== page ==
Twin Peaks. For popular culture fiends its return to our screens recently, as promised some 25 years after it left us, is providing insatiable totally addictive television. Rekindling our relationship with Kyle McLachlan’s FBI agent Dale Cooper, alongside the likes of Hawk, David Lynch himself as Gordon Cole, and even the now middle aged Bobby Briggs is a peculiar kind of nostalgia. It’s a nostalgia for the diverse eccentric townspeople, all of whom were caught up in the discovery and intrigue, as the town was devastated by the mysterious murder of teenager Laura Palmer, but it’s also a nostalgia for how groundbreaking, how totally insane and beautiful the series was. And whilst the new series is distinctly more urban, owing more to Lynch’s recent Inland Empire, what we’ve seen of the series is no less jaw dropping and alien in 2017 – albeit in a totally different way.
Iconic American director, David Lynch’s masterful hand is behind both the old (season 1 and season 2) and the new series. What he managed to create those 25 years earlier was a highly stylised set of episodes that explored both the macabre misfortunes and menacing underbelly of a township seething with motley misgivings.
His success with the series points to the enmeshment of the lens’ of the sexually promiscuous and a mis en scene susceptible to the cinema of 1950s. A more daring juxtaposition television culture had never known. The music, scored by regular Lynch collaborator Angelo Badalamenti (with more than a little input from Lynch himself) quickly became one of the most important elements of the series. Its creepy mournful organ, mischievous jazz, and late night torch songs elevated Lynch’s atmospheric visuals creating a level of emotion rarely experienced in network television. With such an iconic score so firmly etched as part of the Twin Peaks cultural discourse and mythology, messing with it any way is almost sacrilege. Moby barely escaped with his life when he used the string section of Laura Palmer’s theme back in 1991 on his Go remix, though admittedly everyone from the KLF to DJ Shadow have sampled Badalamenti’s distinctive soundtrack. All of which makes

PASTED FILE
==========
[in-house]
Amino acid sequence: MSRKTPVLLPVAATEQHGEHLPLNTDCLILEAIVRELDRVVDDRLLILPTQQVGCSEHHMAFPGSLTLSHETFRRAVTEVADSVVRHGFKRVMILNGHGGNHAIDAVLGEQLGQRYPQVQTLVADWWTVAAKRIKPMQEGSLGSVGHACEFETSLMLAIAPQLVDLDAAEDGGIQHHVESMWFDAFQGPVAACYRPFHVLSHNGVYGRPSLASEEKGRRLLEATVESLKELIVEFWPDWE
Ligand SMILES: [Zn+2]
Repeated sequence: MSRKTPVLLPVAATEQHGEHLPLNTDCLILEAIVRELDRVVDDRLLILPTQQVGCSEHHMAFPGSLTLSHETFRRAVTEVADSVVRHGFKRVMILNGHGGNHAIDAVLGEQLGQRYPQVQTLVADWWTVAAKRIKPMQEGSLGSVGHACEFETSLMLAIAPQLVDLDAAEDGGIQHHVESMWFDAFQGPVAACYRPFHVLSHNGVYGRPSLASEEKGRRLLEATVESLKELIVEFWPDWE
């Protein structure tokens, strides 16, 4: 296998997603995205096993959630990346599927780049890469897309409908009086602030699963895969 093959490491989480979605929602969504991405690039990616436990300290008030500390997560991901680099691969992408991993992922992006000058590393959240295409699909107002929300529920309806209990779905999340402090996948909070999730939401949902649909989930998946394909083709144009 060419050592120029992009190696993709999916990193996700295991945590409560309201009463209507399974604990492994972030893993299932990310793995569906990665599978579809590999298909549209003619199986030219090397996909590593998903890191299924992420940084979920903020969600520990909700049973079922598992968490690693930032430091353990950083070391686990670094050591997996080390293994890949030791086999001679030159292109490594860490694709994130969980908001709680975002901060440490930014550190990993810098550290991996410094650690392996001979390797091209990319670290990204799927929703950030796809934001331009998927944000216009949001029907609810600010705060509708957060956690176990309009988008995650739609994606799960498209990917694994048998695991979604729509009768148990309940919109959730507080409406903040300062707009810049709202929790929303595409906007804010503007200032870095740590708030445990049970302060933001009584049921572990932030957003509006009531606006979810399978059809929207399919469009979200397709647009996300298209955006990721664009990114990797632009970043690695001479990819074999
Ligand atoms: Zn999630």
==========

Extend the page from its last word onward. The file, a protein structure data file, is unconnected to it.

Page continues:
Californian based, experimental noise group Xiu Xiu’s (pronounced Shu Shu) decision to reinterpret Badalamenti’s entire score
Yet for Xiu Xiu the rework possibly seemed the most logical of transgressions. Band founder Jamie Stewart citing David Lynch as one of the biggest influences over his band’s formation.
“It’s his ability to combine, humour, weird sexuality, darkness and evil but also to never really rest on his laurels, I’m not saying that is something that we do but something that we strive to do, he’s a fantastic model for us.”
Stewart also admitting that in a sense the rework (completed by the band between 2012 and 2015) was purely to pay homage to David Lynch and the series.
“We had the opportunity to play it and we owe a tremendous debt to the music and the series in terms of its inspiration to us (as a band), so we attempted to play it as well as we could – being ourselves.” He says speaking from his home in Los Angeles.
The project originated from the band being commissioned by Queensland based cultural curators for GOMA, to complement and align the launch of The David Lynch retrospective exhibition.
The band performed their take on the soundtrack tracks and now two years or so later, Xiu Xiu, return to Australia to perform in what can only be thought of as a perfect location to re-stage the tunes. Mona Fona in Hobart, Tasmania.
Asking Stewart to recollect the process for making the rework he identifies the amount of work and challenge involved for the band, particularly in choosing to take on something so close to the band’s own DNA.
“We had to sit down and think of how we could be ourselves in a world that is so incredibly well known, and the reasons we wanted to be ourselves is because that is something that we learned from watching the series, it would be ridiculous, and would go against what we had learned from the series to go against that – to copy it exactly. “
Stewart claiming that what the band ultimately learned was that the music and series shaped whatever the sound of Xiu Xiu happened to be, so to try to put those two things together, was incredibly challenging.
“We literally sat down at a table with a piece of paper and a pencil and we sketched out what elements of the arrangement we wanted to maintain as it were and what elements of the arrangement we felt like we wanted to explode. It took several several days and rehearsals were quite complicated. We did put a lot of us into it because the show meant so much to us.”
Xiu Xiu perform the following dates for Twin Peaks showcase with special guests:
Hobart – Dark MOFO Sunday 18 June
Melbourne double bill with Alessandro Cortini (ITA) Thursday 22 June
Melbourne double bill with Sarah Davachi (CAN) Friday 23 June
Brisbane – QAGOMA Saturday 24 June
Sydney – Carriageworks Thursday 29 June
Sydney – Carriageworks Friday 30 June